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Carolyn Lee

New Year’s Resolutions and the President’s State of the Union

By | Shopfloor Policy, Taxation | No Comments

Manufacturers continue to hope this year’s State of the Union speech, to be delivered by President Obama tomorrow night, will include a 2016 resolution to what would finally be a demonstrated commitment on the kind of comprehensive tax reform that will result in a pro-growth, competitive tax code.

We’re told that the president plans to deliver an optimistic outlook on the improvements over the past seven years of his administration, highlighting “the road traveled the past seven years…to recover from crisis.” It’s hard for many to be optimistic about the economy even now, over six years after the official end of the “great recession.” In fact, while there are certainly success stories, global headwinds continue to buffet our economy and manufacturing in particular.

The president’s preview video says that he will also talk about the things that need to be done in the future. So, what can Washington do to help turn around this trend? High on manufacturers’ list has long been enactment of comprehensive tax reform, one that would return the United States to a competitive position versus our international peers.

Last January, the NAM released a study, titled A Missed Opportunity, which laid out the economic cost of delayed tax reform. This study detailed the benefits to be had from enactment of pro-growth comprehensive tax reform that reduces the corporate tax rate to 25 percent or less, shifts to a competitive international tax system, a permanent R&D incentive, robust cost-recovery provisions and lower rates for pass-through businesses.

In sum, we found that implementation of tax reform with these provisions would, over 10 years, contribute more than $12 trillion in GDP, increase investment by $3.3 trillion and add more than 6.5 million jobs to the U.S. economy. That these provisions are elemental for a pro-growth tax reform is not revolutionary. Even still, comprehensive tax reform continues to be a future goal.

However, since the theme is optimism, we will remain optimistic that progress will be made and that the need for comprehensive tax reform will move from a resolution for “the future” and become a resolution for now.

Learn more about the NAM’s tax reform priorities by clicking here.

Mixed News on the Jobs Front Highlights the Need for Stable Pro-Growth Tax Policy ASAP

By | Economy, Shopfloor Main, Shopfloor Policy, Taxation | No Comments

Screen Shot 2015-11-12 at 2.10.35 PMAs the saying goes, there’s good news and bad news. Last week’s overall jobs numbers were generally viewed as good news for the overall economy and the labor market. However, as the NAM’s Chief Economist, Chad Moutray, describes it, “One of the larger exceptions to that is manufacturing, which continues to struggle. The sector lost 1,000 employees in November, with zero growth on net since January. Manufacturers remain mired by global headwinds and lower commodity prices. These challenges have dampened demand and production for manufacturers, and as a result, hiring has slowed to a standstill.” Read More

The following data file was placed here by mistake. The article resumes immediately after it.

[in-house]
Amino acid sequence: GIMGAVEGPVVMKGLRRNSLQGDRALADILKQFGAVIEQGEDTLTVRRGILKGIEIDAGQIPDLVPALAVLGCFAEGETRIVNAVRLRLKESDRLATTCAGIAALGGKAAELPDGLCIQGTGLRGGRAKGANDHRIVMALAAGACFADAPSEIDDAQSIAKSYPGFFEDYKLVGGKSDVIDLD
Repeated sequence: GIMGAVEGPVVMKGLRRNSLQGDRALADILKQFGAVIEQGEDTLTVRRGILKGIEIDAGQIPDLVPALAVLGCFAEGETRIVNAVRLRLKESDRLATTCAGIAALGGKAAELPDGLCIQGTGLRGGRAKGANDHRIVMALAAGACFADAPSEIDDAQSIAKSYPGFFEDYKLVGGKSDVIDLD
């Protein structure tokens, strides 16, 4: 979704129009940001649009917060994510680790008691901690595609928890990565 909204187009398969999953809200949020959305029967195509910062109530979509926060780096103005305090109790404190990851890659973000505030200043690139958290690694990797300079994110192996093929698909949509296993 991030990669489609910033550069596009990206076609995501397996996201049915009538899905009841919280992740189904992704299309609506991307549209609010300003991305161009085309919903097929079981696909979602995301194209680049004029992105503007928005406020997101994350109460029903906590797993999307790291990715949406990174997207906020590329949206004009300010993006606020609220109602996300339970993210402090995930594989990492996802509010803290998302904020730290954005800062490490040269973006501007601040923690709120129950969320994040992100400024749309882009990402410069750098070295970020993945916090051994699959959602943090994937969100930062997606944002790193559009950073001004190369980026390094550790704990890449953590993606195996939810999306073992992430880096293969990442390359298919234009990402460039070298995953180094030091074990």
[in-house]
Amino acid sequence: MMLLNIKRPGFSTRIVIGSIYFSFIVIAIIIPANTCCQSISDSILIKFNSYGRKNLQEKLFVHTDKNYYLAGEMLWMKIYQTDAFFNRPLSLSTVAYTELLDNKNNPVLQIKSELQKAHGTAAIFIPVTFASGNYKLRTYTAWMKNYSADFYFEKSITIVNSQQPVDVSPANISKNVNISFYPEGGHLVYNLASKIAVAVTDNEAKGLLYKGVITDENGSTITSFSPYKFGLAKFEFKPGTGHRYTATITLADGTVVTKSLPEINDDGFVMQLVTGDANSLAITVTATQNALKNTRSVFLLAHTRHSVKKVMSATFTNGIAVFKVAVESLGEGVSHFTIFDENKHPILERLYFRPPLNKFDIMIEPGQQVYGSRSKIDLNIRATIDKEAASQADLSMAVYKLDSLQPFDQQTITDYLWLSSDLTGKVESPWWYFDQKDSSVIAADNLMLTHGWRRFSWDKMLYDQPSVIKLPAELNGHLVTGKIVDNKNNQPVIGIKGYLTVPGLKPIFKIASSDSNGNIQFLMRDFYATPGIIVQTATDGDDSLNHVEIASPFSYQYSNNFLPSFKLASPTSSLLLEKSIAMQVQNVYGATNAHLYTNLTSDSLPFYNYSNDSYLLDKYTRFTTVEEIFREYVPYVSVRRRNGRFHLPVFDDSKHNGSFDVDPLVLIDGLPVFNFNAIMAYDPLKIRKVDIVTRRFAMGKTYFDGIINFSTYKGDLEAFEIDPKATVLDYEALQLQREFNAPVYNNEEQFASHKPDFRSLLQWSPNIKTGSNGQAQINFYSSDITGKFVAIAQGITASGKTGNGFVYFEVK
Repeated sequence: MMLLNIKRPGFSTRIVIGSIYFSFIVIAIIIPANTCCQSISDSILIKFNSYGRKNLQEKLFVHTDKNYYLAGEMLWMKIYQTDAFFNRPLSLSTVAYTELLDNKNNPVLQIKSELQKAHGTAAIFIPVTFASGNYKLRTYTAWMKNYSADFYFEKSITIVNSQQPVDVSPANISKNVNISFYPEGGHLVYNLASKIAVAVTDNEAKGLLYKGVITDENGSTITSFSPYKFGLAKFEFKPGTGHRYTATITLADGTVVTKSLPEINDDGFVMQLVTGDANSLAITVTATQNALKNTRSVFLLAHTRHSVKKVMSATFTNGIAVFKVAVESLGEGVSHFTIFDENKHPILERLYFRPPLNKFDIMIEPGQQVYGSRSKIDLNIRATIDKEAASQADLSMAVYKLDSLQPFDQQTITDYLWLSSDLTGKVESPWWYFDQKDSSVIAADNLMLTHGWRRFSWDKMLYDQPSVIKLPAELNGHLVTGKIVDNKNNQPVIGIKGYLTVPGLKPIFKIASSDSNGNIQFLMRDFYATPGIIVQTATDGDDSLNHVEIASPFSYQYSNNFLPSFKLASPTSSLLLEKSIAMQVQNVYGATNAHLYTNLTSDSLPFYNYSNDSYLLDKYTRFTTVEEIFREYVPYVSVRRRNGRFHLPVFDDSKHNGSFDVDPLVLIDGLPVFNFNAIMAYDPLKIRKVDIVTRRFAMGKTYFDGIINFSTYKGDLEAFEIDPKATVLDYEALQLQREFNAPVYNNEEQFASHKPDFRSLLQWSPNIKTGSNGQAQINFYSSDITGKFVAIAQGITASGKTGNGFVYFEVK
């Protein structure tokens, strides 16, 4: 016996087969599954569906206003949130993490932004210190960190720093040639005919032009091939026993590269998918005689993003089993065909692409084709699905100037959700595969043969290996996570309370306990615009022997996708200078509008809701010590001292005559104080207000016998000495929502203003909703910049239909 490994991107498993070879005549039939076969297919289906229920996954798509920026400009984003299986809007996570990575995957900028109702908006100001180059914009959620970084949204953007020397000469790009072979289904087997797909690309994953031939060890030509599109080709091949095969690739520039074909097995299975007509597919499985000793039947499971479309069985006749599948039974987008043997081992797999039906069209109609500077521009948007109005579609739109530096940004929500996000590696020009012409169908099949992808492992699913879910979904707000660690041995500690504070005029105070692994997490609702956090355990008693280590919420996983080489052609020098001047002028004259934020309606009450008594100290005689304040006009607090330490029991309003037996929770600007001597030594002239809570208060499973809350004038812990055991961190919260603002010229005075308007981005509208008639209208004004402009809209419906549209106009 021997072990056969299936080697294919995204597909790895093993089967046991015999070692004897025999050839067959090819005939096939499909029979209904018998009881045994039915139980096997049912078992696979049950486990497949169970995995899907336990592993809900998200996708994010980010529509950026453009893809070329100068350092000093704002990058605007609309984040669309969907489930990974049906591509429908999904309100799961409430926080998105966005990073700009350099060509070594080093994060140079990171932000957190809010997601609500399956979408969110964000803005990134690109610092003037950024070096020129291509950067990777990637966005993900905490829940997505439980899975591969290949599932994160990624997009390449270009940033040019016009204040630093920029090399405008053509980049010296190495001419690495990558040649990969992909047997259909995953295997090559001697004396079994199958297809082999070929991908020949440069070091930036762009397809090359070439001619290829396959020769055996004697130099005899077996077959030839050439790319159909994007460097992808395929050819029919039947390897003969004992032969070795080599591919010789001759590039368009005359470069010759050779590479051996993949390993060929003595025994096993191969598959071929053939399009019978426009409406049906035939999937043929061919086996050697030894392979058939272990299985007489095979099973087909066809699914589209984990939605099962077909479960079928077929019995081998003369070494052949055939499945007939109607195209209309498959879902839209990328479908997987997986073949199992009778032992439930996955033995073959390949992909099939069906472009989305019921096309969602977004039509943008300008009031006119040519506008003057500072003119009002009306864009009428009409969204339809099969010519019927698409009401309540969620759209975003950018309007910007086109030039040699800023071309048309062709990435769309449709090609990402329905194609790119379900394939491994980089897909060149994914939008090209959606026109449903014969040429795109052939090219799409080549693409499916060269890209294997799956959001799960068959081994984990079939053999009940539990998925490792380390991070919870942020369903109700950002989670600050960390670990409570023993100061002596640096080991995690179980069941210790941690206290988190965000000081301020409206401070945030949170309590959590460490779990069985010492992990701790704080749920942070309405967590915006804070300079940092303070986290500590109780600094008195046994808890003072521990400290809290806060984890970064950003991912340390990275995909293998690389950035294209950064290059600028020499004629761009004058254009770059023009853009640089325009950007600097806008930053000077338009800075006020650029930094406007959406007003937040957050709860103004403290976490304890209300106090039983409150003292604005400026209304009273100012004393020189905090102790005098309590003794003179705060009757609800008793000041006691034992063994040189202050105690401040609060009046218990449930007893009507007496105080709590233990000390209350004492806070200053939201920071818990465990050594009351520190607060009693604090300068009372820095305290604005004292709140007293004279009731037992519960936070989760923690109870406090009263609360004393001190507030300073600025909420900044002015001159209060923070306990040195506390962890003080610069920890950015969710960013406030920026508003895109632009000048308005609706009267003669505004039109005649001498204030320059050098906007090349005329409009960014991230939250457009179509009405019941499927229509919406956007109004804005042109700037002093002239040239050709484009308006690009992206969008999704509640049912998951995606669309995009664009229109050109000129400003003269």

Business Community Calls on the IRS to Reconsider 7602 Proposed Rule

By | Shopfloor Policy, Taxation | No Comments

This week, the NAM joined a number of other business associations representing a wide swath of the economy in a letter calling on the IRS to reconsider regulations under Section 7602 of the IRC code that allows the IRS to hire outside attorneys to carry out taxpayer examinations, including taking testimony and reviewing books, papers and testimony produced in compliance with subpoenas. In sum, these associations are urging the IRS to stop allowing outside firms to carry out the governmental functions that should properly … all of which are functions that are inherently governmental. Read More

Tax Policy Uncertainty Is Holding Us Back

By | Shopfloor Policy, Taxation | No Comments

To invest or not to invest, that’s the question on the mind of businesses large and small all across the country. What’s holding them back? Well there are lots of reasons, the economy, the season, their future growth expectations and tax policy to name a few. Most of these reasons make sense. A business owner must think about the investment and decide if it’s an expenditure worth making, a risk worth taking. What’s not reasonable though is that tax policy is one of these questions. Read More

Cheers: Everyone Raise a Glass… Bottle, That Is

By | Shopfloor Policy, Taxation | No Comments

Owens-Illinois (O-I) is an iconic American manufacturer. Founded in 1903 by Michael Owens who invented the automatic bottle-making machine, O-I has been churning out glass bottles for more than 100 years. This company with over 21,000 employees worldwide make the bottles used by thousands of manufacturers and millions of consumers each year. However, even after all of these years, O-I needs to continually innovate in order to grow. Read More

Investment Matters

By | Shopfloor Policy, Taxation | No Comments

All week we’ve been telling the story of how the expiration of critical pro-investment tax policies — including enhanced Sec. 179 expensing, 50 percent first year expensing (aka bonus depreciation) and the comparable provision allowing the accelerated use of AMT credits in lieu of bonus depreciation – effects manufacturers large and small. Read More

Some Things Never Change, and Others Should

By | Shopfloor Policy, Taxation | No Comments